Every family has an “Uncle Fred” who doesn’t speak with “Aunt Mable” over something that happened years ago. Probably neither even remembers the cause of the argument. But family gatherings, especially at a time where we give thanks for all we have, is the time to put disputes aside and a time to recognize the fortune of family.

As the guests start pouring in and the kitchen starts filling up with 442107-royalty-free-rf-clip-art-illustration-of-a-cartoon-woman-writing-a-long-list-of-resolutionscasseroles, turkeys, cranberry relish and sweet potato pies, the tumult can easily lead to forgetting to serve a painstakingly prepared food. To avoid any regrets, make a list of all the foods to be served and post it where it can’t be missed. Be sure to check it before sitting down to eat.

Family gatherings can be noisy and joyful. Adults like to catch up and children playing in the basement can sometimes be forgotten. Make time for a family game that includes everyone. Fam18539898-young-kid-playing-american-footballily football and kickball are favorites at my house. Guess Who You Are is always a winner when the weather prohibits outdoor play. Simply tape a name on everyone’s back. Throughout the celebration they must figure out who they are by asking yes and no questions.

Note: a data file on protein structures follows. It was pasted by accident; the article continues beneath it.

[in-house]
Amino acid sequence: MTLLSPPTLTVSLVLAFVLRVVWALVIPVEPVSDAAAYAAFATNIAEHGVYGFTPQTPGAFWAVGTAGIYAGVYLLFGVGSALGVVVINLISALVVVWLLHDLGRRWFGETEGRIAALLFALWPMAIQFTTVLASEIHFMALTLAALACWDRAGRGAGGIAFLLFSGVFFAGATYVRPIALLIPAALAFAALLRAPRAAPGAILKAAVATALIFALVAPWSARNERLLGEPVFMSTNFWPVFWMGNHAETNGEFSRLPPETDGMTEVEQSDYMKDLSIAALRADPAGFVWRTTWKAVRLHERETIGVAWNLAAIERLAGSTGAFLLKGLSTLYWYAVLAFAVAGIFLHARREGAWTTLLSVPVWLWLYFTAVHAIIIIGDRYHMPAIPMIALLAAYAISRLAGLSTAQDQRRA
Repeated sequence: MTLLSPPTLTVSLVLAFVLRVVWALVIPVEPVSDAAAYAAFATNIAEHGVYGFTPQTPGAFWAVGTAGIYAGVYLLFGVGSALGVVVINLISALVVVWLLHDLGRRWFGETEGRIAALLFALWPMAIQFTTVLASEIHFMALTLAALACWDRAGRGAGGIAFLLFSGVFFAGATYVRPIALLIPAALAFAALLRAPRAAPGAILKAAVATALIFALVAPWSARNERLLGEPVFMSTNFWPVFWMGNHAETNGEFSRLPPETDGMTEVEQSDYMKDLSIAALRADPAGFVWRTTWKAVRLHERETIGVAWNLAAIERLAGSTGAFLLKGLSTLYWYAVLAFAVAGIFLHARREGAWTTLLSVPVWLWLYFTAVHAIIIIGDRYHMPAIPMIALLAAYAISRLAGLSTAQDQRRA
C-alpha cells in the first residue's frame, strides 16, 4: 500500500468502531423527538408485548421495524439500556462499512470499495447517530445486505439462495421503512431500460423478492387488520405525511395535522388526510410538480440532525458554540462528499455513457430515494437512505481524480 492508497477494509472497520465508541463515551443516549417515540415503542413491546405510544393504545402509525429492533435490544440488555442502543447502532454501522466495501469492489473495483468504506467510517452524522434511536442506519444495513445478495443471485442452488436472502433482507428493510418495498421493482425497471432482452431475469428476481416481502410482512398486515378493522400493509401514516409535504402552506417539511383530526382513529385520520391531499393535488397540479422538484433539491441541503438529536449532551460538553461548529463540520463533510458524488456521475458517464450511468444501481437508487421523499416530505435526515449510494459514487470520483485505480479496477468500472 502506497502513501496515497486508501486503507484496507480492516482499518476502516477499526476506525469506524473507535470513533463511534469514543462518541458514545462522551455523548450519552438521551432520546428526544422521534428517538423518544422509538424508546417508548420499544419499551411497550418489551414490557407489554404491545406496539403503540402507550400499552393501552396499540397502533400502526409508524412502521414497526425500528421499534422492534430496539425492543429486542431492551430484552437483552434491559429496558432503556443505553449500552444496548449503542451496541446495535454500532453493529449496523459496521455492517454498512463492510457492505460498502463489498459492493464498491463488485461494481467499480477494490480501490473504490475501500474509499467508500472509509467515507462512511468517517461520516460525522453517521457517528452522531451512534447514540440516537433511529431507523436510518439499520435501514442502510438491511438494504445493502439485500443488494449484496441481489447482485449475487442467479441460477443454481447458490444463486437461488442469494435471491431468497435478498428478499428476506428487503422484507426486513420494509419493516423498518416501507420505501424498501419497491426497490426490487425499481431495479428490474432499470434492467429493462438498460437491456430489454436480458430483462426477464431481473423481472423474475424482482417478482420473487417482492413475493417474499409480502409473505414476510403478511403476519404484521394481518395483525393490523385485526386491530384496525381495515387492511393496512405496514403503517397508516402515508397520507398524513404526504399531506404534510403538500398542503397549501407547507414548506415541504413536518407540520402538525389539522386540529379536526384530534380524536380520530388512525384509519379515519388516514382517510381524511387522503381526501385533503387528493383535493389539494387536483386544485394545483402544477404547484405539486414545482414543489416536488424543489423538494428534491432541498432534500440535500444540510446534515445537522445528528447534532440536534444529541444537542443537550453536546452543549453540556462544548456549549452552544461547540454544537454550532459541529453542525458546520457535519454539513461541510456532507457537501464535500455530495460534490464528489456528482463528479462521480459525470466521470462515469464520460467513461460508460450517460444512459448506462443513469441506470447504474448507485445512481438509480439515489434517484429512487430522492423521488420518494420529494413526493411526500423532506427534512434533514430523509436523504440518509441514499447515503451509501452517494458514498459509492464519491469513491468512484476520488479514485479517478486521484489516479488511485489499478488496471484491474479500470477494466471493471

Choosing where to sit can make guests uncomfortable. It is best to eliminate this discomfort by planning ahead. Set place cards at the table(s) where guests are to be seated. Of course this is family and nothing is set in stone. In my family seats will undoubtedly change throughout the course of the meal.

One of the great joys of Thanksgiving is the leftovers to be eaten the next day. Be sure to have containers for guests to take home their share.


Set the table in advance

Take out all the serving platters and utensils in advance

Plan to take the turkey from oven at least 90 minutes before serving – leaving an hour to rest before carving.

Accept offers to help with cleanup




Be sure to check out the my great holiday “stay-cassion” read and gift. I guarantee an exciting trip to the warm, sunny South Pacific without ever having to leave home.